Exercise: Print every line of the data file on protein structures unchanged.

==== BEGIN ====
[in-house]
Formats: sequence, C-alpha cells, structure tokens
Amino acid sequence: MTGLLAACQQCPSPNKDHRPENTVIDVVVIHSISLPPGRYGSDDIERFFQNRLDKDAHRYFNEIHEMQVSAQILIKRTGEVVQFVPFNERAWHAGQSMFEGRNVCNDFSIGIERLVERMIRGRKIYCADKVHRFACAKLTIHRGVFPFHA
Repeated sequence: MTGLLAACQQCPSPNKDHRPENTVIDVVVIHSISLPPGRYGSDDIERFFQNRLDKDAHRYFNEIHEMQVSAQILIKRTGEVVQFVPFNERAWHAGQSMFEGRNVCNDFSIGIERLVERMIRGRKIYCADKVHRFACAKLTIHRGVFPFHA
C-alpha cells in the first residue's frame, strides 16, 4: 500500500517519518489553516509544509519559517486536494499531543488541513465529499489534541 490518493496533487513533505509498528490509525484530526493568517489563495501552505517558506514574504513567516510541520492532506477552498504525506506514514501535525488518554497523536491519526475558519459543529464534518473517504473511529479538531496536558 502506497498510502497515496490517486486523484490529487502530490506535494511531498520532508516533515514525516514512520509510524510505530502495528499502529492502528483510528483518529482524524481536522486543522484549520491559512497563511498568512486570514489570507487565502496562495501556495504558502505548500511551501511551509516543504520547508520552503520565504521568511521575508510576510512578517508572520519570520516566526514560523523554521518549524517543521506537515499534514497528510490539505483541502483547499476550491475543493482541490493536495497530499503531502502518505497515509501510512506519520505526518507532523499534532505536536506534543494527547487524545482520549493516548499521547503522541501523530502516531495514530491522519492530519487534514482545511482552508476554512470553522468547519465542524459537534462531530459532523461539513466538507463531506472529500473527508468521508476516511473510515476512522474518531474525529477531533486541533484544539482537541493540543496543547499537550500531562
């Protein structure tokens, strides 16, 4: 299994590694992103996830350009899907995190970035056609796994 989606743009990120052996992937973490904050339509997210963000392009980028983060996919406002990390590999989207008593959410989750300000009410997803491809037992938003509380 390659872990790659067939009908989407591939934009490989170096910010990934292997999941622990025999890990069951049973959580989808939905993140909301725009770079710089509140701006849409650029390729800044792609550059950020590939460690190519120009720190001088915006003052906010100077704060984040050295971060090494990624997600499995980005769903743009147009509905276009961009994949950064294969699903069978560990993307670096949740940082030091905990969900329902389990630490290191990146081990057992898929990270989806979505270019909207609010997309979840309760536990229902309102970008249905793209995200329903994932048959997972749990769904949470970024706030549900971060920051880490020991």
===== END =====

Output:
[in-house]
Formats: sequence, C-alpha cells, structure tokens
Amino acid sequence: MTGLLAACQQCPSPNKDHRPENTVIDVVVIHSISLPPGRYGSDDIERFFQNRLDKDAHRYFNEIHEMQVSAQILIKRTGEVVQFVPFNERAWHAGQSMFEGRNVCNDFSIGIERLVERMIRGRKIYCADKVHRFACAKLTIHRGVFPFHA
Repeated sequence: MTGLLAACQQCPSPNKDHRPENTVIDVVVIHSISLPPGRYGSDDIERFFQNRLDKDAHRYFNEIHEMQVSAQILIKRTGEVVQFVPFNERAWHAGQSMFEGRNVCNDFSIGIERLVERMIRGRKIYCADKVHRFACAKLTIHRGVFPFHA
C-alpha cells in the first residue's frame, strides 16, 4: 500500500517519518489553516509544509519559517486536494499531543488541513465529499489534541 490518493496533487513533505509498528490509525484530526493568517489563495501552505517558506514574504513567516510541520492532506477552498504525506506514514501535525488518554497523536491519526475558519459543529464534518473517504473511529479538531496536558 502506497498510502497515496490517486486523484490529487502530490506535494511531498520532508516533515514525516514512520509510524510505530502495528499502529492502528483510528483518529482524524481536522486543522484549520491559512497563511498568512486570514489570507487565502496562495501556495504558502505548500511551501511551509516543504520547508520552503520565504521568511521575508510576510512578517508572520519570520516566526514560523523554521518549524517543521506537515499534514497528510490539505483541502483547499476550491475543493482541490493536495497530499503531502502518505497515509501510512506519520505526518507532523499534532505536536506534543494527547487524545482520549493516548499521547503522541501523530502516531495514530491522519492530519487534514482545511482552508476554512470553522468547519465542524459537534462531530459532523461539513466538507463531506472529500473527508468521508476516511473510515476512522474518531474525529477531533486541533484544539482537541493540543496543547499537550500531562
């Protein structure tokens, strides 16, 4: 299994590694992103996830350009899907995190970035056609796994 989606743009990120052996992937973490904050339509997210963000392009980028983060996919406002990390590999989207008593959410989750300000009410997803491809037992938003509380 390659872990790659067939009908989407591939934009490989170096910010990934292997999941622990025999890990069951049973959580989808939905993140909301725009770079710089509140701006849409650029390729800044792609550059950020590939460690190519120009720190001088915006003052906010100077704060984040050295971060090494990624997600499995980005769903743009147009509905276009961009994949950064294969699903069978560990993307670096949740940082030091905990969900329902389990630490290191990146081990057992898929990270989806979505270019909207609010997309979840309760536990229902309102970008249905793209995200329903994932048959997972749990769904949470970024706030549900971060920051880490020991």